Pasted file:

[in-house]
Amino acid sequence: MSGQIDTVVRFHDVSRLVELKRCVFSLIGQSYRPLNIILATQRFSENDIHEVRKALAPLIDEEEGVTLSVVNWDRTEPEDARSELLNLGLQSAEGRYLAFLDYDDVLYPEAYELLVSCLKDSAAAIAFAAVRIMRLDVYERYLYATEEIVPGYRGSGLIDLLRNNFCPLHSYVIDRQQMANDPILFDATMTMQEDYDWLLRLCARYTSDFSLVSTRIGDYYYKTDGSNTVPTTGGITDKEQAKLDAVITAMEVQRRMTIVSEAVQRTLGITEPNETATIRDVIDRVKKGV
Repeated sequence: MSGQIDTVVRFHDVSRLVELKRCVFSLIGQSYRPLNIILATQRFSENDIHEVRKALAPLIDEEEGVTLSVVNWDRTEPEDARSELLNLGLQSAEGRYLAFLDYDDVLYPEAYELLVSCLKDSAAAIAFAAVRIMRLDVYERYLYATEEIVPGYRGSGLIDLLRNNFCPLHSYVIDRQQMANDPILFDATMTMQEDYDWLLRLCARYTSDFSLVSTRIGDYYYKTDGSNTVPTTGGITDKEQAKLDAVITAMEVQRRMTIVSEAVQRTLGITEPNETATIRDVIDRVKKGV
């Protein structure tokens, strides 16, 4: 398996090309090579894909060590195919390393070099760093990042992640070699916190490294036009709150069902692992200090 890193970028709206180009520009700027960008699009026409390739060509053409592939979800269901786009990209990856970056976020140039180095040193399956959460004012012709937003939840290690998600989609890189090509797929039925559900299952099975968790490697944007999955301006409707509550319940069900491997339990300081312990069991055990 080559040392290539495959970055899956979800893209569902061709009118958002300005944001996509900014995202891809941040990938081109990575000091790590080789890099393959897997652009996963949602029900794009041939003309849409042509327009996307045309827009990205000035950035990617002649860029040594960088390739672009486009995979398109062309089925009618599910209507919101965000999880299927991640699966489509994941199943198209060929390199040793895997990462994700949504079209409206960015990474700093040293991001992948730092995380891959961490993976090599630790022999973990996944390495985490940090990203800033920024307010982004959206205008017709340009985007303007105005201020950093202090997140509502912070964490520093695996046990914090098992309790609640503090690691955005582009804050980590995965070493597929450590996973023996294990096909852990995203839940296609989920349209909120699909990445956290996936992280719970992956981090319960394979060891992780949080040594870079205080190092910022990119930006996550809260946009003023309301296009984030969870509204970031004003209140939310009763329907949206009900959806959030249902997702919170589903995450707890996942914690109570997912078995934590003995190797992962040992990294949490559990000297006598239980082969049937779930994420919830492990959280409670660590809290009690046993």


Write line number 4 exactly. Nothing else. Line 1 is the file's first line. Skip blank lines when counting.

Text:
């Protein structure tokens, strides 16, 4: 398996090309090579894909060590195919390393070099760093990042992640070699916190490294036009709150069902692992200090 890193970028709206180009520009700027960008699009026409390739060509053409592939979800269901786009990209990856970056976020140039180095040193399956959460004012012709937003939840290690998600989609890189090509797929039925559900299952099975968790490697944007999955301006409707509550319940069900491997339990300081312990069991055990 080559040392290539495959970055899956979800893209569902061709009118958002300005944001996509900014995202891809941040990938081109990575000091790590080789890099393959897997652009996963949602029900794009041939003309849409042509327009996307045309827009990205000035950035990617002649860029040594960088390739672009486009995979398109062309089925009618599910209507919101965000999880299927991640699966489509994941199943198209060929390199040793895997990462994700949504079209409206960015990474700093040293991001992948730092995380891959961490993976090599630790022999973990996944390495985490940090990203800033920024307010982004959206205008017709340009985007303007105005201020950093202090997140509502912070964490520093695996046990914090098992309790609640503090690691955005582009804050980590995965070493597929450590996973023996294990096909852990995203839940296609989920349209909120699909990445956290996936992280719970992956981090319960394979060891992780949080040594870079205080190092910022990119930006996550809260946009003023309301296009984030969870509204970031004003209140939310009763329907949206009900959806959030249902997702919170589903995450707890996942914690109570997912078995934590003995190797992962040992990294949490559990000297006598239980082969049937779930994420919830492990959280409670660590809290009690046993």